Architects and designers should take a more active part in response to the overturn of Roe V Wade, the Supreme Court decision that guaranteed the constitutional right to abortion, according to speakers on a recent AIA Los Angeles panel.
"There are a lot of voices in the profession who were telling us that this decision had nothing to do with architecture and we disagreed," said moderator Ingalill Wahlroos-Ritter, vice-president of Architecture for Community Los Angeles (ACLA).
The AIA panel discussed how architects can be more involved in abortion access
Wahlroos-Ritter argued that healthcare is housed in spaces designed by architects and that "laws and codes and policies and systems determine the spaces we inhabit".
"These are the processes and systems in which architects should be more involved," she said.
The panel discussion, which was called Architecture and Abortion: Design of Politicized Spaces, took place after the US Supreme Court's decision on 24 June to overturn Roe V Wade, the 1973 ruling that declared that state laws that place an undue burden on a woman's decision to seek out an abortion were unconstitutional.
Since the decision to overturn Roe V Wade, at least 12 US states have banned the procedure outright.
The AIA panel was based on the question of what architects can do "to constructively address changes to public access of sexual and reproductive healthcare?"
Lori Brown – architect and author of the book Contested Spaces: Abortion Clinics, Women's Shelters and Hospitals – gave a presentation that summarised the work she's done studying the spatial and legal constraints on abortion clinics in the United States.
Her work deals with "the potentials of design thinking and transforming spatial relationships and ways to radically rethink and find agency within them".
Legal systems affect spatial systems
Brown said architects and designers can help in places where laws and building codes – generally referred to as targeted regulations of abortion provider (TRAP) laws – make it difficult for the clinics to function. This is true even in places where abortion is still legal, she said.
"We also have to think about legal systems that affect spatial systems," Brown said.
In order to do this, Brown has aided lawyers in making easy-to-understand diagrams for the court that demonstrate how certain codes unnecessarily interfere with the functioning of clinics.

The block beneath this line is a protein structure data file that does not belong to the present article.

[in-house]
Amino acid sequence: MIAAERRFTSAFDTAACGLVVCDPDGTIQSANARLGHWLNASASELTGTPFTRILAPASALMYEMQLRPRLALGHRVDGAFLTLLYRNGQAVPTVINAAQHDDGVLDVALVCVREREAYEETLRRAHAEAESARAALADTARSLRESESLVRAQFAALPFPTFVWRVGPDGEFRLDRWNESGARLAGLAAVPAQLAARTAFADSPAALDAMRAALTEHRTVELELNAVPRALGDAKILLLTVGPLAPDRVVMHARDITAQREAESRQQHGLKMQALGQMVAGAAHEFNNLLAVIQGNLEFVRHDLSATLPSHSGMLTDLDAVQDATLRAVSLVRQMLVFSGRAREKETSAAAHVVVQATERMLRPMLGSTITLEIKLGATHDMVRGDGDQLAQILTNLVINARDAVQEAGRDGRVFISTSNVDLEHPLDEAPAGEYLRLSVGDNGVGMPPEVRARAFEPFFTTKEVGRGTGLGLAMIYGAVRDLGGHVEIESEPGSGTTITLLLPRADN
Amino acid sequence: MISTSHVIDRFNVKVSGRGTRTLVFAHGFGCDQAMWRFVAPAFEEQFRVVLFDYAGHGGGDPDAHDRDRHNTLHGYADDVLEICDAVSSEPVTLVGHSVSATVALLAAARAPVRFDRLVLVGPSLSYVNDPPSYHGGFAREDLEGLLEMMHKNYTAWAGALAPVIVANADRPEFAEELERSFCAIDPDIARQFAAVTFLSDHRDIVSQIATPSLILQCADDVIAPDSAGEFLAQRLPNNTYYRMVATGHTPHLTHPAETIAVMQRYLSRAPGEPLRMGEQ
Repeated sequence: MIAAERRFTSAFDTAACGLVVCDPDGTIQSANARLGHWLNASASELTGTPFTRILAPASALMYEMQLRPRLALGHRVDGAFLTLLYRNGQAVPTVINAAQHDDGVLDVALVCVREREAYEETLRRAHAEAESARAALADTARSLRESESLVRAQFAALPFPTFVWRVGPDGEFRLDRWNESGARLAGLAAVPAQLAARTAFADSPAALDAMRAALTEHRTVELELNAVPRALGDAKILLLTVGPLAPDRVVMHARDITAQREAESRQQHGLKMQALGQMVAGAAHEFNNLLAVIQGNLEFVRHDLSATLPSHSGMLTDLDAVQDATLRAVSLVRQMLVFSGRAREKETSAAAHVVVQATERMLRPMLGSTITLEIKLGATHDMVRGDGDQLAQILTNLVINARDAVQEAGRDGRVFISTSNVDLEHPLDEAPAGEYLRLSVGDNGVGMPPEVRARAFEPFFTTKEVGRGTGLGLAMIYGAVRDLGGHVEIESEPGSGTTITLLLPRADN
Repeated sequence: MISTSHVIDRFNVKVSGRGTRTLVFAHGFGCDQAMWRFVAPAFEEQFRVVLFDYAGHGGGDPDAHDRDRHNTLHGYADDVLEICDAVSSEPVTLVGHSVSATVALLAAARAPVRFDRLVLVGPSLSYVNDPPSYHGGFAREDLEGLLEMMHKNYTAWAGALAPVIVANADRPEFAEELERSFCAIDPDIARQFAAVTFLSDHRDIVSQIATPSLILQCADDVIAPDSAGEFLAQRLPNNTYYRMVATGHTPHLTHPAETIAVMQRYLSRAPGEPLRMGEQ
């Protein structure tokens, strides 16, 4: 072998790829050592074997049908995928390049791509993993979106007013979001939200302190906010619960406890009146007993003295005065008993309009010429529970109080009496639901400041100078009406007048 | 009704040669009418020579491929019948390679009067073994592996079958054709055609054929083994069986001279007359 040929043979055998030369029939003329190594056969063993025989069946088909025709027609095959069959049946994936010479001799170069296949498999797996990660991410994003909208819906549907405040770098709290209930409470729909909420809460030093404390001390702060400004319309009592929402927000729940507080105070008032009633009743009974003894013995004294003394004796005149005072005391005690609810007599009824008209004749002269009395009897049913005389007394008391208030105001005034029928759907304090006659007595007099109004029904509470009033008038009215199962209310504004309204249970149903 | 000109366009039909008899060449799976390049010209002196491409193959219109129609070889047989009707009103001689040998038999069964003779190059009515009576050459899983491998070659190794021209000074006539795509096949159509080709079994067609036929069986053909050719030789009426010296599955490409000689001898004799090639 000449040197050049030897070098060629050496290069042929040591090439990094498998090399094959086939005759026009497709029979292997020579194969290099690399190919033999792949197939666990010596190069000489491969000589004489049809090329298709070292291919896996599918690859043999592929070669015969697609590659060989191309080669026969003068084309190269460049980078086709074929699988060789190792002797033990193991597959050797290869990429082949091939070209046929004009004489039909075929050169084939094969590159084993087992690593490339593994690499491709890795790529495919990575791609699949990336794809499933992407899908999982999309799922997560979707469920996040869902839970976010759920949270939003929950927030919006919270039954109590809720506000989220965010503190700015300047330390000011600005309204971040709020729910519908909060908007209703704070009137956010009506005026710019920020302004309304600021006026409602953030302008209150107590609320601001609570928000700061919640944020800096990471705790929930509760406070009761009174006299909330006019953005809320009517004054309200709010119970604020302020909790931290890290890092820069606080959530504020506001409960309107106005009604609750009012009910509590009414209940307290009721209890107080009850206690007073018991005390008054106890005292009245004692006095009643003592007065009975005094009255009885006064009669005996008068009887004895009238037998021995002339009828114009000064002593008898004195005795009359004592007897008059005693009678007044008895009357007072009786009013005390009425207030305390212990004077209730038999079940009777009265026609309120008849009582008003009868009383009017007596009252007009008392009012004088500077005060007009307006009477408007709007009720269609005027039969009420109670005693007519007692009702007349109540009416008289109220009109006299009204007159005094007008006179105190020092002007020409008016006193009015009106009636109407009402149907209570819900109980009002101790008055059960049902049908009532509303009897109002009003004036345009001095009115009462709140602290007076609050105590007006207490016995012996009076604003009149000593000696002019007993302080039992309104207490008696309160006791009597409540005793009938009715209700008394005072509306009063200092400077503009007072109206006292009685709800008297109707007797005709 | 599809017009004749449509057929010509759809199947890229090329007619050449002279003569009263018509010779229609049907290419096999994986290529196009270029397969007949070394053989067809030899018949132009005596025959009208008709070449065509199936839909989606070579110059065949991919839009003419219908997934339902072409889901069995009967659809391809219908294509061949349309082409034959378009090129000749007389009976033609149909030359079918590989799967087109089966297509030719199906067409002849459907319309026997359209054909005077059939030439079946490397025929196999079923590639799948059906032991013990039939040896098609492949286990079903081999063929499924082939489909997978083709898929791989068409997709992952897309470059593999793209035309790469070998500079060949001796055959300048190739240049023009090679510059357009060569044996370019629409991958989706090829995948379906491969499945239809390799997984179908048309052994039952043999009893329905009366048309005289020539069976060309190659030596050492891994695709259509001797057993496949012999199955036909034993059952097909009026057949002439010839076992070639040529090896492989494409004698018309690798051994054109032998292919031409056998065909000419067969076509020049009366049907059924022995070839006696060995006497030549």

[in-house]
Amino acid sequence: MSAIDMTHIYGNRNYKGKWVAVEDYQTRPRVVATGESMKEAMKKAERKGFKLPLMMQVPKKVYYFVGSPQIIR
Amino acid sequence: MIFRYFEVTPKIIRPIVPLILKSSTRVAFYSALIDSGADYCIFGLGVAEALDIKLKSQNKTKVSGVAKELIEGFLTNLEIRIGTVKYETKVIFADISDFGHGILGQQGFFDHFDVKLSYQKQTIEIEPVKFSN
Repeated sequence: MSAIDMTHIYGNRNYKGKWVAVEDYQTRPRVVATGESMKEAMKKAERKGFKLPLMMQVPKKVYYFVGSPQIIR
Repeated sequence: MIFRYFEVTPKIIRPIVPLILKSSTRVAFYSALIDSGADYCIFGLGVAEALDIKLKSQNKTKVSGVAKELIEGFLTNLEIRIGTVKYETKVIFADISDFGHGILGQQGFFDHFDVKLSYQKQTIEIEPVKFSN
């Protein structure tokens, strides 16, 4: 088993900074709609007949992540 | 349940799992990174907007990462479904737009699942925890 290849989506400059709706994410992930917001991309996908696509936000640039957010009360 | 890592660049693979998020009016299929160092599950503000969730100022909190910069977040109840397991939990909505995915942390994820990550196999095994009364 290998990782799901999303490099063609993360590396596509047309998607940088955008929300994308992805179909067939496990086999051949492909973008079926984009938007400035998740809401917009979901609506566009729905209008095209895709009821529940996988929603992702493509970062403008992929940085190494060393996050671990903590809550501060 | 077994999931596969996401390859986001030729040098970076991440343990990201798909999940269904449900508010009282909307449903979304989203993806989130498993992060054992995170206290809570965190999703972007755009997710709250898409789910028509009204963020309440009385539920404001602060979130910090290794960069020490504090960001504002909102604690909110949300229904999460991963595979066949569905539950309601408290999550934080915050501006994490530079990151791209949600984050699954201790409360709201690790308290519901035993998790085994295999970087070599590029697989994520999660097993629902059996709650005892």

Aspects of the design of spaces also played a role in the conversation.
Respondent Nina Briggs of the AIA asked: "how do you create safe space without creating hostile architecture?"
Brown mentioned several examples of how the built environment can help clinics, citing examples such as "buffer" zones between protestors and visitors to clinics, "mobile" clinics that operate in international water and simple design changes such as painting a building to make it feel more welcoming or adding shade structures for those who escort people to clinics.
"There are ways that we as spatial thinkers can create a more integrated and holistic experience for those coming through," said Brown.
New methods have to be "more enhanced"
But she also acknowledged that the recent ruling has altered the effectiveness of some of these methods since she launched her study in 2008.
"I do think given the current climate that that's going to have to be far more enhanced than anything I've seen," she said.
After the Supreme Court Decision in June, Brown put out a call for architects to submit their names to a list so that they could be connected with clinics that need assistance in expanding or bringing their facilities up to code.
Brown also acknowledged the importance of putting forth designs that take into account the budgets of often-underfunded clinics.
"Imagine if architects and interior designers actually work in all of these projects, how much better they'd become," she said.
Architects who work in highly securitized and governmental sectors of the profession will be increasingly important in the design of clinics, she added.
Besides methods of making abortion easier to access in contested states, a task that has become even more difficult after the recent Supreme Court decision, the panellists said that increasing the infrastructure of "sanctuary" states like California is essential.
California is projected to see an exponential increase in those looking to have abortions in the state, and architects must play a role – alongside city officials – in accommodating this increase, said Brown.
The AIA takes part in a number of policy debates and has a lobbying arm to promote its agenda on state and national levels.
Other recent political interventions include a number of sustainable building clauses put forth by the AIA that made their way into the recently passed Inflation Reduction Act.
The images are courtesy of Lori Brown.